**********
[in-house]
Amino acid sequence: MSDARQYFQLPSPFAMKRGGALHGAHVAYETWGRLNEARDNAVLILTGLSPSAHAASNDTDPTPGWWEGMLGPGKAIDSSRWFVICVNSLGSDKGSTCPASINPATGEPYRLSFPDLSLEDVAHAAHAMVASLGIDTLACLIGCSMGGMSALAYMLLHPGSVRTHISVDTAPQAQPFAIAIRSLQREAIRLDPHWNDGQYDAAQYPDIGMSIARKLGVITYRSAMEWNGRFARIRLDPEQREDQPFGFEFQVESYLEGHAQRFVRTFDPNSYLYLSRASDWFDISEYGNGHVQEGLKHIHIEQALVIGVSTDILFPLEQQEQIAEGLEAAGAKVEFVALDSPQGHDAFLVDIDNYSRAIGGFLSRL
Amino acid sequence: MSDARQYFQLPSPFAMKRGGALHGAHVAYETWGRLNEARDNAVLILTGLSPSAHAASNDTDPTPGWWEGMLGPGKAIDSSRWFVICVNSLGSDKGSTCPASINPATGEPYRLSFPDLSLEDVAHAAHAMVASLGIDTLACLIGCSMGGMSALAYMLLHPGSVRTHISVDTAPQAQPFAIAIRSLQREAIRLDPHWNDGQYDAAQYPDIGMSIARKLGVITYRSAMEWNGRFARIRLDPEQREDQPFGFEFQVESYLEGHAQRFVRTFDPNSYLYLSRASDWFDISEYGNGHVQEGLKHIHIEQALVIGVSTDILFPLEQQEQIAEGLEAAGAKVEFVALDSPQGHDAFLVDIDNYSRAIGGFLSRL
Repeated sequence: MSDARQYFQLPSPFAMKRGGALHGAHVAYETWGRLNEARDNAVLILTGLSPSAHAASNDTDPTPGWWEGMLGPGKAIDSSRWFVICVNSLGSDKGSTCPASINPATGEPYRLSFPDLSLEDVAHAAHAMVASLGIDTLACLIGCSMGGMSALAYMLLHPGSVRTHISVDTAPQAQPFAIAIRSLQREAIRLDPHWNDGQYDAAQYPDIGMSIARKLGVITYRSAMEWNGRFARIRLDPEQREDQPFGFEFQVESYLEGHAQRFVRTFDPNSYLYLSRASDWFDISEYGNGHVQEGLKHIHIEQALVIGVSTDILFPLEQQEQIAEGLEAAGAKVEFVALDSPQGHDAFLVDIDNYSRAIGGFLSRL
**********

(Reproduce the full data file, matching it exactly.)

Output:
[in-house]
Amino acid sequence: MSDARQYFQLPSPFAMKRGGALHGAHVAYETWGRLNEARDNAVLILTGLSPSAHAASNDTDPTPGWWEGMLGPGKAIDSSRWFVICVNSLGSDKGSTCPASINPATGEPYRLSFPDLSLEDVAHAAHAMVASLGIDTLACLIGCSMGGMSALAYMLLHPGSVRTHISVDTAPQAQPFAIAIRSLQREAIRLDPHWNDGQYDAAQYPDIGMSIARKLGVITYRSAMEWNGRFARIRLDPEQREDQPFGFEFQVESYLEGHAQRFVRTFDPNSYLYLSRASDWFDISEYGNGHVQEGLKHIHIEQALVIGVSTDILFPLEQQEQIAEGLEAAGAKVEFVALDSPQGHDAFLVDIDNYSRAIGGFLSRL
Amino acid sequence: MSDARQYFQLPSPFAMKRGGALHGAHVAYETWGRLNEARDNAVLILTGLSPSAHAASNDTDPTPGWWEGMLGPGKAIDSSRWFVICVNSLGSDKGSTCPASINPATGEPYRLSFPDLSLEDVAHAAHAMVASLGIDTLACLIGCSMGGMSALAYMLLHPGSVRTHISVDTAPQAQPFAIAIRSLQREAIRLDPHWNDGQYDAAQYPDIGMSIARKLGVITYRSAMEWNGRFARIRLDPEQREDQPFGFEFQVESYLEGHAQRFVRTFDPNSYLYLSRASDWFDISEYGNGHVQEGLKHIHIEQALVIGVSTDILFPLEQQEQIAEGLEAAGAKVEFVALDSPQGHDAFLVDIDNYSRAIGGFLSRL
Repeated sequence: MSDARQYFQLPSPFAMKRGGALHGAHVAYETWGRLNEARDNAVLILTGLSPSAHAASNDTDPTPGWWEGMLGPGKAIDSSRWFVICVNSLGSDKGSTCPASINPATGEPYRLSFPDLSLEDVAHAAHAMVASLGIDTLACLIGCSMGGMSALAYMLLHPGSVRTHISVDTAPQAQPFAIAIRSLQREAIRLDPHWNDGQYDAAQYPDIGMSIARKLGVITYRSAMEWNGRFARIRLDPEQREDQPFGFEFQVESYLEGHAQRFVRTFDPNSYLYLSRASDWFDISEYGNGHVQEGLKHIHIEQALVIGVSTDILFPLEQQEQIAEGLEAAGAKVEFVALDSPQGHDAFLVDIDNYSRAIGGFLSRL